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Journal, Day Three
The word I hear most to describe contemporary poetry is “fractured.” I take this to mean that there is no one prevailing school, and that poets take full advantage of a wide sphere of influences and an array of poetic strategies, including fragmentation and disjunction. This has created a varied field of poets and also a varied field of poetry readers, and it’s meant that poetry publishers have needed to respond in order to best serve the art.
I am often asked what dominant threads of influence I observe when looking across the 2,000-2,500 poetry submissions that Graywolf receives in a given year. They are, of course, varied: I read submissions of poems that are strictly formal verse; that are originally hypertext word art; that are written for performance; that are personal lyric; that are researched narrative; and other kinds of submissions that defy category. Many specific influences are detectable, but among younger American writers, I think I most discern the influences of John Ashbery, Jorie Graham, James Tate, and Dean Young: the associative logic, the attempt to capture the mind’s freewheeling movement, the surreal/comical leaps. Oddly, in a very different direction, I see an increasing number of submissions that are historically researched, book length narratives or sequences that are sometimes a series of persona poems in historical voices or that are sometimes about the poet’s research into her own family, in a similar way that Rita Dove often does. I am intrigued by these two very different threads, not that they are the only trends to be found. But they do seem to be frequently adopted by younger writers graduating from M.F.A. programs, and I’m curious what they suggest about new writing. Both modes seem to be at odds with the idea of selfhood, or at least they attempt to complicate the notion of the first person. Perhaps young writers are working away from the “I,” or struggling against confessionalism, or at least they’re desiring to. They can be done well, certainly, but the danger perhaps seems to be, on one hand, the veering away from actually writing about something, and on the other hand, the turning into mere narrative reportage.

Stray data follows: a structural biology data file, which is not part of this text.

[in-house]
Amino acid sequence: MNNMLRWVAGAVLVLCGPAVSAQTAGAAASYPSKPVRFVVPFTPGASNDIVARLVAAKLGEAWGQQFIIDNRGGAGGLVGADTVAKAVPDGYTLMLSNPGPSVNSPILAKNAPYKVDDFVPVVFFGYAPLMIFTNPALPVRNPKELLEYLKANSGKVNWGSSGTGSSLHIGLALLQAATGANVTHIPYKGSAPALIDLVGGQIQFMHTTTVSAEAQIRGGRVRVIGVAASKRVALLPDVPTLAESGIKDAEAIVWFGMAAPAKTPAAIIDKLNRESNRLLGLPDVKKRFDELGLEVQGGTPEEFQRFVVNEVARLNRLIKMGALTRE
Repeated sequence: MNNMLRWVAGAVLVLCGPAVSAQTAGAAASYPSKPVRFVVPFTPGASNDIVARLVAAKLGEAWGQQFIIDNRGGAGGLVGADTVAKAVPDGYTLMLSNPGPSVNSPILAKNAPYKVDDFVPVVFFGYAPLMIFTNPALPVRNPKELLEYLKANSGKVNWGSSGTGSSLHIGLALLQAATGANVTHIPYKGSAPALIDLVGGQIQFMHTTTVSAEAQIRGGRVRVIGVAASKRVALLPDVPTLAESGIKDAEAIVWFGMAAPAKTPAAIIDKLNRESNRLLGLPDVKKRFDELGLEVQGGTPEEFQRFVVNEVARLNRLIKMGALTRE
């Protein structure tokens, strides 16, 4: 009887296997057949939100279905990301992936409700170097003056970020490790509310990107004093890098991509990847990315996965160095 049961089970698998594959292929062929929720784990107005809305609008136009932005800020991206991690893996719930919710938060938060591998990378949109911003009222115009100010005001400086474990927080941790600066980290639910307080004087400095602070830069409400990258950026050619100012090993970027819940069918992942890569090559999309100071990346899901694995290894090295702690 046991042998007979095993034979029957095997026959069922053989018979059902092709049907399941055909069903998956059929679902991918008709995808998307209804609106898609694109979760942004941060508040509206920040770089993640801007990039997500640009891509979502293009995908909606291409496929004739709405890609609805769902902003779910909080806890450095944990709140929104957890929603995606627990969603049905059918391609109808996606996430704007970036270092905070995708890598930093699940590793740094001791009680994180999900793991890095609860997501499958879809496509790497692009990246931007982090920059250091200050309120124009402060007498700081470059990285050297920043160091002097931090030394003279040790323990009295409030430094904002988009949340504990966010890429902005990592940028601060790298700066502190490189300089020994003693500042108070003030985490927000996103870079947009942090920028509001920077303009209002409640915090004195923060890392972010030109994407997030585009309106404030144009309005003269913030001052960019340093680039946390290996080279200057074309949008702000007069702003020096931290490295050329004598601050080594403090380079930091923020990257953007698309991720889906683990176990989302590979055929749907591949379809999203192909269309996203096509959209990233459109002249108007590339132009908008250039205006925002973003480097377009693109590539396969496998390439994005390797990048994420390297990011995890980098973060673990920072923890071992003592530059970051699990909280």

The “fractured” nature of contemporary poetry has meant exciting expansions in various houses’ publishing efforts. At Graywolf, I’m heartened by the aesthetic breadth of the poetry list, and it’s something we delight in. I can see that such a range may frustrate poets who may be wondering if their work might fit the Graywolf list. But, that Tony Hoagland, Matthea Harvey, Dana Gioia, Thomas Sayers Ellis, D.A. Powell, Eamon Grennan, Elizabeth Alexander, and Linda Gregg can all fit on the same list seems less scattered, to me, than it does indicative—and hopefully somewhat representative—of the breadth of contemporary American poetry. In the last few years, with support from the Lannan Foundation, Graywolf has offered significant international poets in translation, including the Iraqi poet Saadi Youssef (translated from the Arabic by Khaled Mattawa), the Labanese poet Vénus Khoury-Ghata (translated from the French by Marilyn Hacker), the Israeli poet Agi Mishol (translated from the Hebrew by Lisa Katz), the Mexican poet Pura López-Colomé (translated from the Spanish by Forrest Gander), and others.
I think this “fracture” not only reflects at least a fairly wide aesthetic, but by putting such diverse poetries on the same list, I hope they begin to communicate with and influence each other, nationally and internationally. That dialogue seems vital, for any art’s survival.